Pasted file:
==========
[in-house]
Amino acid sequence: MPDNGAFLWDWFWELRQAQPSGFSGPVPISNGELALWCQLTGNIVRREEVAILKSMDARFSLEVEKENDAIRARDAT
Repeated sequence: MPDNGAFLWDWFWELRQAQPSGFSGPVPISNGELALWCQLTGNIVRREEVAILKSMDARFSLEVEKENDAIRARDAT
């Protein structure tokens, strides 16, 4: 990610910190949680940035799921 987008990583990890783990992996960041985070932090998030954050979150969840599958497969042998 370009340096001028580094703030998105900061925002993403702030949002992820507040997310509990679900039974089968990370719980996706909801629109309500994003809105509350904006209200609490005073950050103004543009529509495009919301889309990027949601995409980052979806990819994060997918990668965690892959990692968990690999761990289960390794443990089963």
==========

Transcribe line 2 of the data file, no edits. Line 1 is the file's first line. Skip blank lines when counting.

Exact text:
Amino acid sequence: MPDNGAFLWDWFWELRQAQPSGFSGPVPISNGELALWCQLTGNIVRREEVAILKSMDARFSLEVEKENDAIRARDAT